New York Area Swamped by Ida’s Rains, Killing at Least Eight

The remnants of Hurricane Ida ripped through New York, New Jersey and across the Northeast early Thursday, killing at least eight people and triggering tornadoes, thunderstorms and torrential rain that inundated streets and paralyzed transport services.

Video of flooding posted on social media showed major thoroughways, airport terminals, baseball stadiums and subway stations turned into wading pools. Seven people died in Brooklyn and Queens, a police spokesman said. An eighth was killed in Passaic, New Jersey, according to local news outlets. Tornadoes hit Maryland and New Jersey. Mayor Bill de Blasio declared an emergency for New York City, while Governor Kathy Hochul did the same for the state. 

New York Area Swamped by Ida’s Rains, Killing at Least Eight

“We’re enduring an historic weather event tonight with record breaking rain across the city, brutal flooding and dangerous conditions on our roads,” de Blasio said in a tweet.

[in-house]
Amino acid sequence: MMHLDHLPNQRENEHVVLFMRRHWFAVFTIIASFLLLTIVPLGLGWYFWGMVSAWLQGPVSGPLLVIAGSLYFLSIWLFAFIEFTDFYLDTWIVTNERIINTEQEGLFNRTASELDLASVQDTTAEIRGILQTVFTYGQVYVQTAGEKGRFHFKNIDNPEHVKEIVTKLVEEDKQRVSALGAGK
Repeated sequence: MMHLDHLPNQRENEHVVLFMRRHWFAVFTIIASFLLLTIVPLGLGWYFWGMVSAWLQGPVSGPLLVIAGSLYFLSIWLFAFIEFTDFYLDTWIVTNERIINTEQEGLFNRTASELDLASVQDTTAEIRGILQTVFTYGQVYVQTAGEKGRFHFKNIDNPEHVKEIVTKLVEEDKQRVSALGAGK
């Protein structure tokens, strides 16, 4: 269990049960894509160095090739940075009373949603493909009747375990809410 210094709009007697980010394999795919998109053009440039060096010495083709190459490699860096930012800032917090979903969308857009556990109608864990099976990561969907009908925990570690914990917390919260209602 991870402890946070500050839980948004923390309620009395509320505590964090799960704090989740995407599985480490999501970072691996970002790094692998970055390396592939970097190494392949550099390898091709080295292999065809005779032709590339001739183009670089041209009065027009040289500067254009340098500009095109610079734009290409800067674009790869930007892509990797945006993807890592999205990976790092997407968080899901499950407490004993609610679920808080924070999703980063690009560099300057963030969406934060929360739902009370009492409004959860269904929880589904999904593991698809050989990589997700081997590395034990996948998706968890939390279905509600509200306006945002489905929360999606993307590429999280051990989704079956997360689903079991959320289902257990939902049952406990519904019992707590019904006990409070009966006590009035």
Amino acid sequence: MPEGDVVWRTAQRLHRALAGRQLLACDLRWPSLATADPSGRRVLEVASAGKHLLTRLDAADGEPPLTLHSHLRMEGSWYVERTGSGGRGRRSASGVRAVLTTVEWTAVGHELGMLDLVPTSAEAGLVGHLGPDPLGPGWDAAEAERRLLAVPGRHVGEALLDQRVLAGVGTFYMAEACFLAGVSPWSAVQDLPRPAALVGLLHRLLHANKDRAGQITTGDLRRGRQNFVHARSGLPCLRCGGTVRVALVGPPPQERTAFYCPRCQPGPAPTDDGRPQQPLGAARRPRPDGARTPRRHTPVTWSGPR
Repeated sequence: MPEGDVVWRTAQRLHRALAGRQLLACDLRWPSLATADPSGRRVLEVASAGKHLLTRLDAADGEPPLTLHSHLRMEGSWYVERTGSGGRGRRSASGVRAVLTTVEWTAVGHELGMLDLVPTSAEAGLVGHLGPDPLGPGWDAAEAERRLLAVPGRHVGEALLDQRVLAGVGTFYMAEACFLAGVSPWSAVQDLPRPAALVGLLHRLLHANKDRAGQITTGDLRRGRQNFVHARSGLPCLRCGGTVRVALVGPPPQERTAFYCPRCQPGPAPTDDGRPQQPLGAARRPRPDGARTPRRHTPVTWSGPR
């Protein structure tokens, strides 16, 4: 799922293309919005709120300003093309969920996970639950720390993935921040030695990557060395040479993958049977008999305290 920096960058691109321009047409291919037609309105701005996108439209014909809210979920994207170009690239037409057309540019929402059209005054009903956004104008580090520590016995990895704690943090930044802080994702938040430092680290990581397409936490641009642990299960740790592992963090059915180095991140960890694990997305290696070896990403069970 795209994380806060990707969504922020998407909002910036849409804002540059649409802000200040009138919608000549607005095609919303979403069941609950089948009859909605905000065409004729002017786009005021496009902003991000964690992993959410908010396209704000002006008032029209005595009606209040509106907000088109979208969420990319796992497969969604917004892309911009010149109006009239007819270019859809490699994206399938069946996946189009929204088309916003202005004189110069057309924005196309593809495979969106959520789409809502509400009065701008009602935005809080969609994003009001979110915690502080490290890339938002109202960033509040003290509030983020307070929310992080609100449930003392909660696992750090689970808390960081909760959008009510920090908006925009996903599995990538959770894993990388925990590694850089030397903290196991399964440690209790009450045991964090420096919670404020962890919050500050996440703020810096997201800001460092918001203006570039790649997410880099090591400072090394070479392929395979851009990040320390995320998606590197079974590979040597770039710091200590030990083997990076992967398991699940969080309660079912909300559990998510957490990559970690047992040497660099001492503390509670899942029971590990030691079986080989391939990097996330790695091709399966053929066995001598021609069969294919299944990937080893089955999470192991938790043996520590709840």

In Manhattan’s Central Park, 3.15 inches (8 centimeters) of rain fell in an hour and as much as 5.2 inches was recorded by 11 p.m., said Rich Otto, a meteorologist with the U.S. Weather Prediction Center. Emergency flash flood warnings were posted from Delaware to Massachusetts. The New York Post reported four people had died in Queens and Brooklyn after getting trapped in their basements.

New York Area Swamped by Ida’s Rains, Killing at Least Eight

The deluge came less than two weeks after Tropical Storm Henri dumped a record amount of rain on New York City, and is the latest in a string of extreme weather events recorded around the world this year as climate change takes hold. Massive wildfires raging in California have blackened huge swaths of the state, western Canada and Siberia, sending smoke over the North Pole for the first time on record. 

Ida smashed into Louisiana on Sunday with record 150-mile-per-hour (241 kilometer) winds, leaving more than 1 million customers across the South, including New Orleans, without electric power and killing at least five people in Louisiana and Mississippi.